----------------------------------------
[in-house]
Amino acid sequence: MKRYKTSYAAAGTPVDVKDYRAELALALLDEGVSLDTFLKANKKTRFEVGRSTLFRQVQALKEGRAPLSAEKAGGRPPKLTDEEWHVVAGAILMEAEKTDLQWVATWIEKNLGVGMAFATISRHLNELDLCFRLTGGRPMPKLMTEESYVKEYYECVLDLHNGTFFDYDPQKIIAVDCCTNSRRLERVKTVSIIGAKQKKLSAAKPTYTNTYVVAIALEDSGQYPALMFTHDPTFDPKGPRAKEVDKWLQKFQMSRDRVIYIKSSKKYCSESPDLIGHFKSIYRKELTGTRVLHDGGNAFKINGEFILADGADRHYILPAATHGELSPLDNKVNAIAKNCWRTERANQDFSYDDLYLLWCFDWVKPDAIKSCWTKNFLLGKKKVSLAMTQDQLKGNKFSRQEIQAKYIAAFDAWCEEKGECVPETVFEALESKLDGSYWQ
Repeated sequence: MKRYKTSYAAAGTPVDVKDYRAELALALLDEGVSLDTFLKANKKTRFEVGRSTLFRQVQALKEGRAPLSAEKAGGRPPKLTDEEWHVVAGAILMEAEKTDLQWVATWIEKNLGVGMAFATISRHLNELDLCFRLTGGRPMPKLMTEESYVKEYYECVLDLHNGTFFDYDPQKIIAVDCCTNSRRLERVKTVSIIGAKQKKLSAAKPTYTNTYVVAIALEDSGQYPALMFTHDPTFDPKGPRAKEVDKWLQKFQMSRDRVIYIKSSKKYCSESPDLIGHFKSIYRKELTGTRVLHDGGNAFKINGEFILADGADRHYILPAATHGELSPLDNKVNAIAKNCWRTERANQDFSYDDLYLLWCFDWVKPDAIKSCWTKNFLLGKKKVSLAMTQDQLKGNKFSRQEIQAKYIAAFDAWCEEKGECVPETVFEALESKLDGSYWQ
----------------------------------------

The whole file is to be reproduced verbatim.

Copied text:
[in-house]
Amino acid sequence: MKRYKTSYAAAGTPVDVKDYRAELALALLDEGVSLDTFLKANKKTRFEVGRSTLFRQVQALKEGRAPLSAEKAGGRPPKLTDEEWHVVAGAILMEAEKTDLQWVATWIEKNLGVGMAFATISRHLNELDLCFRLTGGRPMPKLMTEESYVKEYYECVLDLHNGTFFDYDPQKIIAVDCCTNSRRLERVKTVSIIGAKQKKLSAAKPTYTNTYVVAIALEDSGQYPALMFTHDPTFDPKGPRAKEVDKWLQKFQMSRDRVIYIKSSKKYCSESPDLIGHFKSIYRKELTGTRVLHDGGNAFKINGEFILADGADRHYILPAATHGELSPLDNKVNAIAKNCWRTERANQDFSYDDLYLLWCFDWVKPDAIKSCWTKNFLLGKKKVSLAMTQDQLKGNKFSRQEIQAKYIAAFDAWCEEKGECVPETVFEALESKLDGSYWQ
Repeated sequence: MKRYKTSYAAAGTPVDVKDYRAELALALLDEGVSLDTFLKANKKTRFEVGRSTLFRQVQALKEGRAPLSAEKAGGRPPKLTDEEWHVVAGAILMEAEKTDLQWVATWIEKNLGVGMAFATISRHLNELDLCFRLTGGRPMPKLMTEESYVKEYYECVLDLHNGTFFDYDPQKIIAVDCCTNSRRLERVKTVSIIGAKQKKLSAAKPTYTNTYVVAIALEDSGQYPALMFTHDPTFDPKGPRAKEVDKWLQKFQMSRDRVIYIKSSKKYCSESPDLIGHFKSIYRKELTGTRVLHDGGNAFKINGEFILADGADRHYILPAATHGELSPLDNKVNAIAKNCWRTERANQDFSYDDLYLLWCFDWVKPDAIKSCWTKNFLLGKKKVSLAMTQDQLKGNKFSRQEIQAKYIAAFDAWCEEKGECVPETVFEALESKLDGSYWQ